According to local newspaper the Herald-Leader, the hiring of 15 new mine safety inspectors and 19 mine permit application reviewers is planned in an effort to clear inspection backlogs.
Funding for safety inspectors will come from a $US1.4 million multi-county coal severance tax fund. Permit reviewers, meanwhile, will be compensated with funds raised through a permit application fee assessment; the state plans to amass $800,000 that will be matched with federal money.
According to local news station WFPL, Beshear noted a “serious understaffing problem” in both positions historically.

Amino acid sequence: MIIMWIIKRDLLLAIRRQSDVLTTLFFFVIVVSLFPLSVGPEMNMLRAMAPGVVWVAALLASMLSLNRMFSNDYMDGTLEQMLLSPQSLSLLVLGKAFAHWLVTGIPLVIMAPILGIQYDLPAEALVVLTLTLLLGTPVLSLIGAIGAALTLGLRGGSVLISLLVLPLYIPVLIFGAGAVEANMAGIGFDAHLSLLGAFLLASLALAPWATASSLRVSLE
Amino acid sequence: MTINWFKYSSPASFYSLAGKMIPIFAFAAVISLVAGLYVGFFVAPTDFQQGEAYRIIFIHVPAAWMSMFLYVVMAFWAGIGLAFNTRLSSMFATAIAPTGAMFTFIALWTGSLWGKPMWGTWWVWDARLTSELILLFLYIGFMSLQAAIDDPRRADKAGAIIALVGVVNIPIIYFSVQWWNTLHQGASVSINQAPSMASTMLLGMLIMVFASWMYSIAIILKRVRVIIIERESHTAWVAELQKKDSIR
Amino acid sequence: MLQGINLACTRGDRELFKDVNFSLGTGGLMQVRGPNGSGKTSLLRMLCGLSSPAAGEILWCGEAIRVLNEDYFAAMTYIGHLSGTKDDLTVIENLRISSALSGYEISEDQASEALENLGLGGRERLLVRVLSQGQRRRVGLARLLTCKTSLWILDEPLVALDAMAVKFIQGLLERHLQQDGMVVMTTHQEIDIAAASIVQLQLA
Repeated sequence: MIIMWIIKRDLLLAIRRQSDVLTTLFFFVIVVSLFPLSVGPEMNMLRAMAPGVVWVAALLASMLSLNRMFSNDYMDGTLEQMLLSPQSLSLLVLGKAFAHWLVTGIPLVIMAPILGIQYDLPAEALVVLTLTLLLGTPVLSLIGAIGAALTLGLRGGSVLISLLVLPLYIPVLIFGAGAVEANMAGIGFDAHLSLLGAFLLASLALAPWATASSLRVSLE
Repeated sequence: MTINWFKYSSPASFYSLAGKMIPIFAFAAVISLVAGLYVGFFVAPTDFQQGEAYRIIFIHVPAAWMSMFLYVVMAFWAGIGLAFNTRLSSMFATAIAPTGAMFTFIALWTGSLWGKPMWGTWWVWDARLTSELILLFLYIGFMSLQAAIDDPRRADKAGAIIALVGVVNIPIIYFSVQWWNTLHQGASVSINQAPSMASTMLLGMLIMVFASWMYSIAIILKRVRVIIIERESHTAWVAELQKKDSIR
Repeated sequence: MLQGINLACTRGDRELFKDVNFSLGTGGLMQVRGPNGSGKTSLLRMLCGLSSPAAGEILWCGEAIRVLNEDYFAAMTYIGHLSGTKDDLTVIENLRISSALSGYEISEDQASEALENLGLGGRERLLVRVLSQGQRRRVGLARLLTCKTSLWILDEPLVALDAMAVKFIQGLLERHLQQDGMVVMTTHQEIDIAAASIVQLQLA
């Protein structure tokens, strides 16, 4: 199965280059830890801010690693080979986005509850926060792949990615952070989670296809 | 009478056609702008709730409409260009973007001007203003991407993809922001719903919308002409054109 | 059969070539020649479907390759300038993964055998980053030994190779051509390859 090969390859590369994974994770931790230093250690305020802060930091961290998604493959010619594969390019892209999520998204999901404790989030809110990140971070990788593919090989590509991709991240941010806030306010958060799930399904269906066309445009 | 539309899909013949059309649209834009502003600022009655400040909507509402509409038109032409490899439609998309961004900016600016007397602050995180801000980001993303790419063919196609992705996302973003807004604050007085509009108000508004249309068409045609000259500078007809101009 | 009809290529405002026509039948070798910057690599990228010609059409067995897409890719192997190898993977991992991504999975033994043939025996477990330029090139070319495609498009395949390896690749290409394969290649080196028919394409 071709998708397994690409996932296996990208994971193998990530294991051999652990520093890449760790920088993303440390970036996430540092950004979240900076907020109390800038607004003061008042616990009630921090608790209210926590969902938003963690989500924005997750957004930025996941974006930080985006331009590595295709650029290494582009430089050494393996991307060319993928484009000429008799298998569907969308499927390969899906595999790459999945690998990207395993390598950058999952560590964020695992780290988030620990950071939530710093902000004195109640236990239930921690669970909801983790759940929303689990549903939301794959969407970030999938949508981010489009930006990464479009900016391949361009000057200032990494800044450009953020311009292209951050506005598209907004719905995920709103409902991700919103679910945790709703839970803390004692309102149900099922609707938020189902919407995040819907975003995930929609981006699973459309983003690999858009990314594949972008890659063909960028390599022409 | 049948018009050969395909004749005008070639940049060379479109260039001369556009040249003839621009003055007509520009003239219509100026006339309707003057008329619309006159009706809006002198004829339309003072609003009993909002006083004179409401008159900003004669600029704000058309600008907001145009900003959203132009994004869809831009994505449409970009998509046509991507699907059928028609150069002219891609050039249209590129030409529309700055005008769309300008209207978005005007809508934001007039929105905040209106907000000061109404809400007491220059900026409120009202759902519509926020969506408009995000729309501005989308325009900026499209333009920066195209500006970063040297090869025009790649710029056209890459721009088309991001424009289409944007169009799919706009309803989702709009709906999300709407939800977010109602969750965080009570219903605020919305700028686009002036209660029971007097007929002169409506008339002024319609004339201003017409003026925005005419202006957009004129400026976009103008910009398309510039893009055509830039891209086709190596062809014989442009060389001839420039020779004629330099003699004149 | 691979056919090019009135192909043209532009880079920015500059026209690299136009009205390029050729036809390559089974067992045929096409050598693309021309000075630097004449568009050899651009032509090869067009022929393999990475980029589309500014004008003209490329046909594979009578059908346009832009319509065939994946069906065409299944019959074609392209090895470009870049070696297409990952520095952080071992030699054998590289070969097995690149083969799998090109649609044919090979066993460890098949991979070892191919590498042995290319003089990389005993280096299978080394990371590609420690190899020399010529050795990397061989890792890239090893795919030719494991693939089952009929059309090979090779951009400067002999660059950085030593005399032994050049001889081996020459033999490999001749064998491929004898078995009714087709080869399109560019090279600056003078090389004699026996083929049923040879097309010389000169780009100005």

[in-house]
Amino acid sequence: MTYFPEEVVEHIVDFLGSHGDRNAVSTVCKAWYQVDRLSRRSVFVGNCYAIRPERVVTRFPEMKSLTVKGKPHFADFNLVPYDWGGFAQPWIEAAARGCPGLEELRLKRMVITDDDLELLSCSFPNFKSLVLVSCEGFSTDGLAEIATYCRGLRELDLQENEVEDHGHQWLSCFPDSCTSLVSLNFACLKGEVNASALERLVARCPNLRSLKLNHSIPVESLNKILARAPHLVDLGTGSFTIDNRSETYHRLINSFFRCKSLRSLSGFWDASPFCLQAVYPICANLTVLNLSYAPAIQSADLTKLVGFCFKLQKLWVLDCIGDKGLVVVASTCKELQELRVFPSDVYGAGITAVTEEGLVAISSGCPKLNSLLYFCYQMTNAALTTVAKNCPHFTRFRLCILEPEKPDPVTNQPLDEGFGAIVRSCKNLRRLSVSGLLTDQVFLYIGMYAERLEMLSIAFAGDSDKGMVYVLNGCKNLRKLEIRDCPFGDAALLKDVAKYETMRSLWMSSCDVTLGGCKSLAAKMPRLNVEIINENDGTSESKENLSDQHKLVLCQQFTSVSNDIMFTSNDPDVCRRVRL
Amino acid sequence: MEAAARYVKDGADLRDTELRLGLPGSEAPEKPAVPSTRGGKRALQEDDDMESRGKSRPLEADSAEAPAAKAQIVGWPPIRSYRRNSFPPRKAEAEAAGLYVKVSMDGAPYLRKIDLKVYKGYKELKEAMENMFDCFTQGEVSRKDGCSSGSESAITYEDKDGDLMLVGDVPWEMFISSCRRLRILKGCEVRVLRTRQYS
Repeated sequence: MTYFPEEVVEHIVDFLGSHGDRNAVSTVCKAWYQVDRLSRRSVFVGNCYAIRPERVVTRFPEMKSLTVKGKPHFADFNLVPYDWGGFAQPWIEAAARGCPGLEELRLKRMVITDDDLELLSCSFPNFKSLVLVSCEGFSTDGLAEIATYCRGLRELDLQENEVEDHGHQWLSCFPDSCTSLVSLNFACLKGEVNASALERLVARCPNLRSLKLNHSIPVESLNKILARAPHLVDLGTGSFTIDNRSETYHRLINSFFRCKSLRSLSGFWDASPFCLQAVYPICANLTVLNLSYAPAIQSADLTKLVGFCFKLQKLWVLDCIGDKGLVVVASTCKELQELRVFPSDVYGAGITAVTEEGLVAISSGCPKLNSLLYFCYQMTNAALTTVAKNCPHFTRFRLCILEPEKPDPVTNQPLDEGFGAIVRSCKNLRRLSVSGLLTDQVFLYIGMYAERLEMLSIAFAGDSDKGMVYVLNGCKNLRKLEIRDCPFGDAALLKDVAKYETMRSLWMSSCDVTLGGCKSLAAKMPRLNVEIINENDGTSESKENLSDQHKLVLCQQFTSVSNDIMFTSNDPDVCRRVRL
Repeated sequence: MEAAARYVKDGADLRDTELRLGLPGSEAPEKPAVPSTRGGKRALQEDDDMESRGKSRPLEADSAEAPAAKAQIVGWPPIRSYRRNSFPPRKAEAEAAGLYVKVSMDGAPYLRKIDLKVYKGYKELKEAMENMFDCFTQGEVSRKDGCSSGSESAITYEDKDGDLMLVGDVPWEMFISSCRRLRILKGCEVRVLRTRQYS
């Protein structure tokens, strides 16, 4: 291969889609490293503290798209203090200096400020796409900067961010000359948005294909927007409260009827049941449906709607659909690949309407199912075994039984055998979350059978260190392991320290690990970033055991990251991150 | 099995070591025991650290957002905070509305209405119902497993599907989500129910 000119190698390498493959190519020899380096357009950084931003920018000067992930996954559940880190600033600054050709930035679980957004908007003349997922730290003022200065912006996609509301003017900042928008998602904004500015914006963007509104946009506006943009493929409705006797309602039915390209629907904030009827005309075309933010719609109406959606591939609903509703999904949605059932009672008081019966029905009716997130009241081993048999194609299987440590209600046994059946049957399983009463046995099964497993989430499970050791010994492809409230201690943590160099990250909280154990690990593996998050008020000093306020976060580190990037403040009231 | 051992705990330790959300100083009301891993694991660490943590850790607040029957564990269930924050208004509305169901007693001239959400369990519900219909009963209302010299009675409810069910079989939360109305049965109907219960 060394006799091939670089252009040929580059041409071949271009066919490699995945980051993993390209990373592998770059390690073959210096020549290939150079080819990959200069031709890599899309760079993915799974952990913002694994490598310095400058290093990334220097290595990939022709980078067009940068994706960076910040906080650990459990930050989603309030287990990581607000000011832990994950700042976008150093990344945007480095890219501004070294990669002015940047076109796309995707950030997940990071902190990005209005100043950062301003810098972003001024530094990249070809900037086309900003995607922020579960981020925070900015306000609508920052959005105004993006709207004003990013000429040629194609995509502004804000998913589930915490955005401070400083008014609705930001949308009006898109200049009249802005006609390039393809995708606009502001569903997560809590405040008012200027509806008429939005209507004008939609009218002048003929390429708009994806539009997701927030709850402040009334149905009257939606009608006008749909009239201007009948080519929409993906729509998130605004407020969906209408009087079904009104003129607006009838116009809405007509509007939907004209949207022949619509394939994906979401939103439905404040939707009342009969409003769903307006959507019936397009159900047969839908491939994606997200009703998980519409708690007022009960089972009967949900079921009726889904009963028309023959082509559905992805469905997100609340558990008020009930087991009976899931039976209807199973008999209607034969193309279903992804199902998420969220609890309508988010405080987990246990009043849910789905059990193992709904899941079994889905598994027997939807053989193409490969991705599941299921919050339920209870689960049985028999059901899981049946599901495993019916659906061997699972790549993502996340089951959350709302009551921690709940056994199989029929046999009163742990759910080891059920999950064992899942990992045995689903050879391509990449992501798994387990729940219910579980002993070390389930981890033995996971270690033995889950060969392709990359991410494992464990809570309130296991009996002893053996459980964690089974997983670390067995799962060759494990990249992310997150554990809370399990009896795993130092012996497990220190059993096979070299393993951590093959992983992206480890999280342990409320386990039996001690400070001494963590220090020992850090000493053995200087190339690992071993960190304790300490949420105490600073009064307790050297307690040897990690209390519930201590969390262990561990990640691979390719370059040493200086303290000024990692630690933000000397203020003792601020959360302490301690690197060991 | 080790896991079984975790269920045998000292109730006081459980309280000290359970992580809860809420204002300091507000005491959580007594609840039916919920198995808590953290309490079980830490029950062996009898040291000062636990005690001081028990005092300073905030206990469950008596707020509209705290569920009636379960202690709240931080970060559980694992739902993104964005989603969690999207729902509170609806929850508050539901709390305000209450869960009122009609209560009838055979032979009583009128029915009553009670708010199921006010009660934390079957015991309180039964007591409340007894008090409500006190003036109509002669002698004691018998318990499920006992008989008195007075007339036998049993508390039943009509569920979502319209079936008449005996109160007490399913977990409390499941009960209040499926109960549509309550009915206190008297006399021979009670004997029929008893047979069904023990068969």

“Obviously, with this economy, it’s very difficult to find money to do a lot of things,” he said.
While the new hires will help expedite both mine inspections and approvals in Kentucky, Beshear noted that operators would still face federal roadblocks in getting the green light for certain projects.
“Certainly the EPA and the Corps of Engineers so far have decided to start anew when it comes to the review of mine permits,” he told the media.
“They have held up 49 permits in Kentucky and are going to do another review of those permits.”
According to the Energy Information Administration, Kentucky was the third-largest US coal-producing state in 2008 with 120.3 million tons.